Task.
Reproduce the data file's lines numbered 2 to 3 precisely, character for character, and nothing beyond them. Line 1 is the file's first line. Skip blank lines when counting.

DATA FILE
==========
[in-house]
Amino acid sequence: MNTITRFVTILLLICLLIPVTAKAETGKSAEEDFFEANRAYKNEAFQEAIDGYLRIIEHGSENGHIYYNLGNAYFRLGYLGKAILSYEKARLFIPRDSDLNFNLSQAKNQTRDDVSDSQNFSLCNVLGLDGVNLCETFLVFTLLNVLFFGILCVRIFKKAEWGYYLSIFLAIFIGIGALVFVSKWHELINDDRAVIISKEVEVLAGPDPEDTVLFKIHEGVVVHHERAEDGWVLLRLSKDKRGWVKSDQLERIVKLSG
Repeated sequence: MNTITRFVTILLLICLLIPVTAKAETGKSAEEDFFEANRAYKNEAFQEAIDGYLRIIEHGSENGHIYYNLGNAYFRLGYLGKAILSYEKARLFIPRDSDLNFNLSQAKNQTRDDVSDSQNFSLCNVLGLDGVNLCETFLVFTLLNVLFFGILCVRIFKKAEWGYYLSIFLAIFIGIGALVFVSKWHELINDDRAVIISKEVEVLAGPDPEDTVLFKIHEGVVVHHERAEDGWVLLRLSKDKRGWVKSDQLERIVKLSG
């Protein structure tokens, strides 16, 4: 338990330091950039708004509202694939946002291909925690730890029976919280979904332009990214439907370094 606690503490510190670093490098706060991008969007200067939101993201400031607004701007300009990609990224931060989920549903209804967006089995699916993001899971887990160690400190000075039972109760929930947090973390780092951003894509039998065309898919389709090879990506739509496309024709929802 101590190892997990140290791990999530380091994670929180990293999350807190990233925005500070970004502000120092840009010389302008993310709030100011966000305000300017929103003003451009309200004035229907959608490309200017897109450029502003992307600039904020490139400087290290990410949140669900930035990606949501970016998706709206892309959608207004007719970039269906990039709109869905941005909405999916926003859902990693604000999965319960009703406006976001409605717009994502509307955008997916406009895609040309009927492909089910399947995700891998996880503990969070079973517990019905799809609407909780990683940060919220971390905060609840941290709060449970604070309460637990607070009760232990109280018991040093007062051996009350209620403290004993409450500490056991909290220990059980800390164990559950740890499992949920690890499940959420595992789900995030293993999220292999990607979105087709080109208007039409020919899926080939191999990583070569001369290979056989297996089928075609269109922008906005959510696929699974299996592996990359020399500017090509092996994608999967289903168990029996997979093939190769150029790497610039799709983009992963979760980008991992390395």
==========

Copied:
Amino acid sequence: MNTITRFVTILLLICLLIPVTAKAETGKSAEEDFFEANRAYKNEAFQEAIDGYLRIIEHGSENGHIYYNLGNAYFRLGYLGKAILSYEKARLFIPRDSDLNFNLSQAKNQTRDDVSDSQNFSLCNVLGLDGVNLCETFLVFTLLNVLFFGILCVRIFKKAEWGYYLSIFLAIFIGIGALVFVSKWHELINDDRAVIISKEVEVLAGPDPEDTVLFKIHEGVVVHHERAEDGWVLLRLSKDKRGWVKSDQLERIVKLSG
Repeated sequence: MNTITRFVTILLLICLLIPVTAKAETGKSAEEDFFEANRAYKNEAFQEAIDGYLRIIEHGSENGHIYYNLGNAYFRLGYLGKAILSYEKARLFIPRDSDLNFNLSQAKNQTRDDVSDSQNFSLCNVLGLDGVNLCETFLVFTLLNVLFFGILCVRIFKKAEWGYYLSIFLAIFIGIGALVFVSKWHELINDDRAVIISKEVEVLAGPDPEDTVLFKIHEGVVVHHERAEDGWVLLRLSKDKRGWVKSDQLERIVKLSG